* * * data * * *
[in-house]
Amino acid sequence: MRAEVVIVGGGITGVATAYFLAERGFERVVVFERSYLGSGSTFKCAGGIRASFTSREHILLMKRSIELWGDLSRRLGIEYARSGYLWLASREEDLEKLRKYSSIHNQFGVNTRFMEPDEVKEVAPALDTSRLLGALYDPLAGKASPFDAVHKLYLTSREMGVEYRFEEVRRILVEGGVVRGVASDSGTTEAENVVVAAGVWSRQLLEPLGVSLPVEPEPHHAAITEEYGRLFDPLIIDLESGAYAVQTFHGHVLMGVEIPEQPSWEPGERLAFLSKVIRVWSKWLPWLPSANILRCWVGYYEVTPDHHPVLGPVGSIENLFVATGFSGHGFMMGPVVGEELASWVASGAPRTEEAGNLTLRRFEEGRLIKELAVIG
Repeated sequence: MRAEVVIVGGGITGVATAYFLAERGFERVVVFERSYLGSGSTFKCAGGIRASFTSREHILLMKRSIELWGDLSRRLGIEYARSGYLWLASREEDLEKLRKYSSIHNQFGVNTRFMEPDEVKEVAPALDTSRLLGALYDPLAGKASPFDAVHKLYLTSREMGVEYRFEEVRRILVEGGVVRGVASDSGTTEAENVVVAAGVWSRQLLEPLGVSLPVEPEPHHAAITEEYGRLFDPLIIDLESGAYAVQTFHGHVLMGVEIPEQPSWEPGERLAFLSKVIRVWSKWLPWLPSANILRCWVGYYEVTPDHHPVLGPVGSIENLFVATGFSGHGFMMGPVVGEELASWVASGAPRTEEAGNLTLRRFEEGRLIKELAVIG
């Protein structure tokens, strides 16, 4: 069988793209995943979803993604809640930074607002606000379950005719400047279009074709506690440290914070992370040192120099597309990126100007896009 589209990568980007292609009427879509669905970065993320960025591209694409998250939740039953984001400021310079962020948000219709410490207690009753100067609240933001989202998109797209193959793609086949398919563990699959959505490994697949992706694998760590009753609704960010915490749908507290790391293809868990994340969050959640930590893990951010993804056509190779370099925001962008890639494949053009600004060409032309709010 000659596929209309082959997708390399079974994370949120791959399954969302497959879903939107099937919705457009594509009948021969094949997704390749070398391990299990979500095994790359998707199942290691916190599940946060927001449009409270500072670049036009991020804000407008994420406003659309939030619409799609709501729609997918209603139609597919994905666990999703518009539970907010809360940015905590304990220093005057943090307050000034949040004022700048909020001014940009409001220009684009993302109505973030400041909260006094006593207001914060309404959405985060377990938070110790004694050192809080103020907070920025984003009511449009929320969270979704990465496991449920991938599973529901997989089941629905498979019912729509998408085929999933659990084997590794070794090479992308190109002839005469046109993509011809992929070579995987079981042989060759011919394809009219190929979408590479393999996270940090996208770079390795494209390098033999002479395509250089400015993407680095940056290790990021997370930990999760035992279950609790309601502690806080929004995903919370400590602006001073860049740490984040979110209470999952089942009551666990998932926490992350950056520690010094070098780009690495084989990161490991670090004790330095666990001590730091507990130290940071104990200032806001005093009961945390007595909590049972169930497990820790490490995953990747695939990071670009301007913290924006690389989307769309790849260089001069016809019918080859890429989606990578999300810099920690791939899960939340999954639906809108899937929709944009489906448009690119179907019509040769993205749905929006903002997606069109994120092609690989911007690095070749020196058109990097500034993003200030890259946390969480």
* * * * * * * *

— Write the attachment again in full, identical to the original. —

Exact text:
[in-house]
Amino acid sequence: MRAEVVIVGGGITGVATAYFLAERGFERVVVFERSYLGSGSTFKCAGGIRASFTSREHILLMKRSIELWGDLSRRLGIEYARSGYLWLASREEDLEKLRKYSSIHNQFGVNTRFMEPDEVKEVAPALDTSRLLGALYDPLAGKASPFDAVHKLYLTSREMGVEYRFEEVRRILVEGGVVRGVASDSGTTEAENVVVAAGVWSRQLLEPLGVSLPVEPEPHHAAITEEYGRLFDPLIIDLESGAYAVQTFHGHVLMGVEIPEQPSWEPGERLAFLSKVIRVWSKWLPWLPSANILRCWVGYYEVTPDHHPVLGPVGSIENLFVATGFSGHGFMMGPVVGEELASWVASGAPRTEEAGNLTLRRFEEGRLIKELAVIG
Repeated sequence: MRAEVVIVGGGITGVATAYFLAERGFERVVVFERSYLGSGSTFKCAGGIRASFTSREHILLMKRSIELWGDLSRRLGIEYARSGYLWLASREEDLEKLRKYSSIHNQFGVNTRFMEPDEVKEVAPALDTSRLLGALYDPLAGKASPFDAVHKLYLTSREMGVEYRFEEVRRILVEGGVVRGVASDSGTTEAENVVVAAGVWSRQLLEPLGVSLPVEPEPHHAAITEEYGRLFDPLIIDLESGAYAVQTFHGHVLMGVEIPEQPSWEPGERLAFLSKVIRVWSKWLPWLPSANILRCWVGYYEVTPDHHPVLGPVGSIENLFVATGFSGHGFMMGPVVGEELASWVASGAPRTEEAGNLTLRRFEEGRLIKELAVIG
């Protein structure tokens, strides 16, 4: 069988793209995943979803993604809640930074607002606000379950005719400047279009074709506690440290914070992370040192120099597309990126100007896009 589209990568980007292609009427879509669905970065993320960025591209694409998250939740039953984001400021310079962020948000219709410490207690009753100067609240933001989202998109797209193959793609086949398919563990699959959505490994697949992706694998760590009753609704960010915490749908507290790391293809868990994340969050959640930590893990951010993804056509190779370099925001962008890639494949053009600004060409032309709010 000659596929209309082959997708390399079974994370949120791959399954969302497959879903939107099937919705457009594509009948021969094949997704390749070398391990299990979500095994790359998707199942290691916190599940946060927001449009409270500072670049036009991020804000407008994420406003659309939030619409799609709501729609997918209603139609597919994905666990999703518009539970907010809360940015905590304990220093005057943090307050000034949040004022700048909020001014940009409001220009684009993302109505973030400041909260006094006593207001914060309404959405985060377990938070110790004694050192809080103020907070920025984003009511449009929320969270979704990465496991449920991938599973529901997989089941629905498979019912729509998408085929999933659990084997590794070794090479992308190109002839005469046109993509011809992929070579995987079981042989060759011919394809009219190929979408590479393999996270940090996208770079390795494209390098033999002479395509250089400015993407680095940056290790990021997370930990999760035992279950609790309601502690806080929004995903919370400590602006001073860049740490984040979110209470999952089942009551666990998932926490992350950056520690010094070098780009690495084989990161490991670090004790330095666990001590730091507990130290940071104990200032806001005093009961945390007595909590049972169930497990820790490490995953990747695939990071670009301007913290924006690389989307769309790849260089001069016809019918080859890429989606990578999300810099920690791939899960939340999954639906809108899937929709944009489906448009690119179907019509040769993205749905929006903002997606069109994120092609690989911007690095070749020196058109990097500034993003200030890259946390969480």